1.12. Preparing the competences needed for the development of SmartGrids -- 1.13. Conclusion -- 1.14. Bibliography -- ch. 2 From the SmartGrid to the Smart Customer: the Paradigm Shift / Catherine Failliet -- 2.1. Key trends -- 2.1.1. The crisis -- 2.1.2. Environmental awareness -- 2.1.3. New technologies -- 2.2. The evolution of the individual's relationship to energy -- 2.2.1. Curiosity -- 2.2.2. The need for transparency -- 2.2.3. Responsibility -- 2.3. The historical model of energy companies -- 2.3.1. Incumbents in a natural monopoly -- 2.3.2. A clear focus on technical knowledge -- 2.3.3. Undeveloped customer relationships -- 2.4. SmartGrids from the customer's point of view -- 2.4.1. The first step: the data revolution -- 2.4.2. The second step: the establishment of a smart ecosystem -- 2.4.3. The consumers' reluctance -- 2.5. What about possible business models? -- 2.5.1. An unprecedented global buzz and the search for a business model -- 2.5.2. Government research into a virtuous model of regulation -- 2.5.3. An opening for new stakeholders -- 2.6. Bibliography.

Ch. 3 Transmission Grids: Stakeholders in SmartGrids / Herve Mignon -- 3.1. A changing energy context: the development of renewable energies -- 3.2. A changing energy context: new modes of consumption -- 3.3. New challenges -- 3.4. An evolving transmission grid -- 3.5. Conclusion -- 3.6. Bibliography -- ch. 4 SmartGrids and Energy Management Systems / Jean-Louis Coullon -- 4.1. Introduction -- 4.2. Managing distributed production resources: renewable energies -- 4.2.1. Characterization of distributed renewable production -- 4.2.2. Integrating renewable energies into the management process -- 4.3. Demand response -- 4.4. Development of storage, microgrids and electric vehicles -- 4.4.1. New storage methods -- 4.4.2. Microgrids -- 4.4.3. Electric vehicles -- 4.5. Managing high voltage direct current connections -- 4.6. Grid reliability analysis -- 4.6.1. Model-based stability analysis -- 4.6.2. Continuous measurements-based analysis: phasor measurement units -- 4.6.3. Dynamic limits -- 4.6.4. Self-healing grids -- 4.7. Smart asset management.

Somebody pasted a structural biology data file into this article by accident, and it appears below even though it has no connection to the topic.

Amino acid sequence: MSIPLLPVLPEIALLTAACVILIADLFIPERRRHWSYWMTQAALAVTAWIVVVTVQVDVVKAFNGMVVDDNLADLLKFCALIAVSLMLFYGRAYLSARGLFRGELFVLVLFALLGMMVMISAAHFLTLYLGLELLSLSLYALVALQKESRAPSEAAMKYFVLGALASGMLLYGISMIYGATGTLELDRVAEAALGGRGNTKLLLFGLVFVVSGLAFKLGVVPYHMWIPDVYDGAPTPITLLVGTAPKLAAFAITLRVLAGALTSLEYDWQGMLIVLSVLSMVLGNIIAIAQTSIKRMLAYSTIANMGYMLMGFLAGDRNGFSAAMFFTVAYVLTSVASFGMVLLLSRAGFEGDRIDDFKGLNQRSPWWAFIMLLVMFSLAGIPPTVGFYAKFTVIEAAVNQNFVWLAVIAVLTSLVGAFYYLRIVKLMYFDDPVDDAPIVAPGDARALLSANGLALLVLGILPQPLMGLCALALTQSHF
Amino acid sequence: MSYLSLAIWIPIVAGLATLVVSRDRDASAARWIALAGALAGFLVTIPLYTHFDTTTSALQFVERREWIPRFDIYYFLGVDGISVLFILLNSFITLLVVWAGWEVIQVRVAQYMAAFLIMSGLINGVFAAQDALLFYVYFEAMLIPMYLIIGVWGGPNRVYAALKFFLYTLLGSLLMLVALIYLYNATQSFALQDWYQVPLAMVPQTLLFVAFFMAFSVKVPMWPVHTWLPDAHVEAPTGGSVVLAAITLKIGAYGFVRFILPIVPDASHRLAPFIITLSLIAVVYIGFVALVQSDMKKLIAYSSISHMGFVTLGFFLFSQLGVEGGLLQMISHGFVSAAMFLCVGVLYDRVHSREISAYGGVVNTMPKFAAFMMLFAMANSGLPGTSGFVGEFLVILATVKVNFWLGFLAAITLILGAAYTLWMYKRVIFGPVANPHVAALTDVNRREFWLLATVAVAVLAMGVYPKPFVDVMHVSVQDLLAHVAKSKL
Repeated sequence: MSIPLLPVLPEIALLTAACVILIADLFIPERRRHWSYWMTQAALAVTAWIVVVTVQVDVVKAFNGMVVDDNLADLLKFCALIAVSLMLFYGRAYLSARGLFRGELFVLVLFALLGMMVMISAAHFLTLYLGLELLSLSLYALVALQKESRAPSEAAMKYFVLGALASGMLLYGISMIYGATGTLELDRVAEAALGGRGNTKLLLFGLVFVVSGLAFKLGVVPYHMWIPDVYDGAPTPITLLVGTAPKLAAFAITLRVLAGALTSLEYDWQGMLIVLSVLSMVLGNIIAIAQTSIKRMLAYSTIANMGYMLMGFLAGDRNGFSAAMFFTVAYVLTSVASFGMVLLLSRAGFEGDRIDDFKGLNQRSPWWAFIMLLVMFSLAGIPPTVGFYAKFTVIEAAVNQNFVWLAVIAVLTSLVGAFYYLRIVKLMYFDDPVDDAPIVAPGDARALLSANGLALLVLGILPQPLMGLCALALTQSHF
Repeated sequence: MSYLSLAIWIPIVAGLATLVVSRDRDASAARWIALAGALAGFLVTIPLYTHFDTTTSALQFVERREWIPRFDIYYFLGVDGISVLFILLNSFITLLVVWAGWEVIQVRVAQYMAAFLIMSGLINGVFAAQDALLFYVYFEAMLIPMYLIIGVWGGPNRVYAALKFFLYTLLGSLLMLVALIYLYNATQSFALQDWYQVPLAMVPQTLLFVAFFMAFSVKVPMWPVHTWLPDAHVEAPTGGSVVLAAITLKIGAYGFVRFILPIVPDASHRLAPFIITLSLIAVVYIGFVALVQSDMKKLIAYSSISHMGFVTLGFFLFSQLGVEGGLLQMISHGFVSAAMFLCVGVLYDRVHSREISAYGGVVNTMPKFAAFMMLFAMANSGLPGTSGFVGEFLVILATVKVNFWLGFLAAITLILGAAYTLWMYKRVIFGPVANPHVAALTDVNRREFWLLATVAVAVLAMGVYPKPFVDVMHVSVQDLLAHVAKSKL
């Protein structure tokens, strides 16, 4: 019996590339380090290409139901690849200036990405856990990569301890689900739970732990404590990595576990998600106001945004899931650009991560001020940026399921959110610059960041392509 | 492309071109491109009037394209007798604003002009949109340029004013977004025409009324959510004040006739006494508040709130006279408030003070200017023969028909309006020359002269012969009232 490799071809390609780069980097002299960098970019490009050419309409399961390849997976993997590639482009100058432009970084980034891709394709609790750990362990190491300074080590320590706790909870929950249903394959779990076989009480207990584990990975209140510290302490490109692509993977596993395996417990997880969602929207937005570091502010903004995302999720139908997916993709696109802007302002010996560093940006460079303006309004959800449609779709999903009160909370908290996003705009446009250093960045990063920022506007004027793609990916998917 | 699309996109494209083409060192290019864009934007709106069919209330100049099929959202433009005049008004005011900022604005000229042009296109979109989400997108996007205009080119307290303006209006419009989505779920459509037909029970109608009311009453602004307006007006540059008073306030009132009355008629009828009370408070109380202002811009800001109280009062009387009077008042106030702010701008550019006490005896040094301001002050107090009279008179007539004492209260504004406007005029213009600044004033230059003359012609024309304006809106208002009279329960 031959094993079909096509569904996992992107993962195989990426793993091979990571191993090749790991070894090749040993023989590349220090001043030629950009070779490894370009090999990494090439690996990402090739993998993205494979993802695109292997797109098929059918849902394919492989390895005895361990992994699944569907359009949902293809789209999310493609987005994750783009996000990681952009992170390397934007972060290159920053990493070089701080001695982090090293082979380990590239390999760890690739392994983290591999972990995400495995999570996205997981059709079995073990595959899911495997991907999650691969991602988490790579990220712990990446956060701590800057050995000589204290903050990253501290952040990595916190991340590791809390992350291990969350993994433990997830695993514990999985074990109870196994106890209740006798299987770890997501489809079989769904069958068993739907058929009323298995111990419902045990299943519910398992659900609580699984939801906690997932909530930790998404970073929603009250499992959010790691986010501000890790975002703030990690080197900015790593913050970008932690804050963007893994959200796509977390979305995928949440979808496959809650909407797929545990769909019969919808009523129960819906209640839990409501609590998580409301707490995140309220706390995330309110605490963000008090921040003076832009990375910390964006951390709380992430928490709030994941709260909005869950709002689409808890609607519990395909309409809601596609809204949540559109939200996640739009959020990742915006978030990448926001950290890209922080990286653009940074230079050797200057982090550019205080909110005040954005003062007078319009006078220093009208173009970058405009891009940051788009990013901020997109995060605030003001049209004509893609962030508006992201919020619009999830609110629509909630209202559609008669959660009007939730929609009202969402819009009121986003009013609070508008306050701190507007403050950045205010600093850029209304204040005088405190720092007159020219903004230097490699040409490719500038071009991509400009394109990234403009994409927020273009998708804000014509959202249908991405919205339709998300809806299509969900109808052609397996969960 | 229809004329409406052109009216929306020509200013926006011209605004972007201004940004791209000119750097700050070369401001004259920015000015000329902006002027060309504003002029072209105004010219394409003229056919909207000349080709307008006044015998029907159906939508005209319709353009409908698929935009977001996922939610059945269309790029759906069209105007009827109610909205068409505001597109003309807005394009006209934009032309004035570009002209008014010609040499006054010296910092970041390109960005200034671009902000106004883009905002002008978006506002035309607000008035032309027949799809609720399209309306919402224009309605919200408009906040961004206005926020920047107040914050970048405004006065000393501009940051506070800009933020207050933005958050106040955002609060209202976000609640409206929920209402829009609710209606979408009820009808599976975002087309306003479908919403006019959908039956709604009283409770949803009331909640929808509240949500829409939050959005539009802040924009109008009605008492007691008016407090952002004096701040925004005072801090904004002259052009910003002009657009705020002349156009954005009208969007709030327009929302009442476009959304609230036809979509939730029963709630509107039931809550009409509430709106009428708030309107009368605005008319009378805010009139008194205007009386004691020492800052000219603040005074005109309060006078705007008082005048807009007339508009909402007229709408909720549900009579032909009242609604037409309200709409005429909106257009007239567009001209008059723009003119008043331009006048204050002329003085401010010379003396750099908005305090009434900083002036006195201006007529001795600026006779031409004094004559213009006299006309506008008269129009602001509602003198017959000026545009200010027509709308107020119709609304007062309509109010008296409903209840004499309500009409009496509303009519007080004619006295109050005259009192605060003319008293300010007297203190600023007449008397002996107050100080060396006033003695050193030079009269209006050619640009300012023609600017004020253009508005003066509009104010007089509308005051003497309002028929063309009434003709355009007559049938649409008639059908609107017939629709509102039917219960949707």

4.8. Smart grid rollout: regulatory needs -- 4.8.1. The need for pilot projects -- 4.8.2. Incentives for investment in grid reliability -- 4.8.3. Renewables -- 4.8.4. Investment incentives for energy efficiency -- 4.8.5. Cost/profit allocation -- 4.8.6. New regulatory frameworks -- 4.9. Standards -- 4.9.1. The case of smart grids -- 4.9.2. Work in progress -- 4.9.3. Cooperation -- 4.10. System architecture items -- 4.10.1. Broaden the vision -- 4.10.2. Taking vertical changes into consideration -- 4.10.3. Developing integration tools -- 4.11. Acknowledgements -- 4.12. Bibliography -- ch. 5 The Distribution System Operator at the Heart of the SmartGrid Revolution / Pierre Mallet -- 5.1. Brief overview of some of the general elements of electrical distribution grids -- 5.2. The current changes: toward greater complexity -- 5.3. Smart grids enable the transition to carbon-free energy -- 5.4. The different constituents of SmartGrids -- 5.5. Smart Life -- 5.6. Smart Operation -- 5.7. Smart Metering -- 5.7.1. The Linky project -- 5.7.2. New services for customers.

5.7.3. Smart meters can significantly modernize grid management -- 5.8. Smart Services -- 5.9. Smart local optimization -- 5.9.1. Distributed generation -- 5.9.2. Active management of demand -- 5.9.3. Means of distributed storage -- 5.9.4. New uses including electric vehicles -- 5.9.5. Local optimization of the system -- 5.10. The distributor ERDF is at the heart of future SmartGrids -- 5.11. Bibliography -- ch. 6 Architecture, Planning and Reconfiguration of Distribution Grids / Bertrand Raison -- 6.1. Introduction -- 6.2. The structure of distribution grids -- 6.2.1. High voltage/medium voltage delivery stations -- 6.2.2. Meshed and looped grids -- 6.2.3. Types of conductor -- 6.2.4. Underground/overhead -- 6.2.5. MV/LV substations -- 6.3. Planning of the distribution grids -- 6.3.1. Principles of planning/engineering -- 6.3.2. All criteria to be met by the proposed architectures -- 6.3.3. Example on a secured feeder grid -- 6.3.4. Long-term and short-term planning -- 6.3.5. The impact of connecting DGs on the MV grid structure -- 6.3.6. Increasing the DG insertion rate in the grid.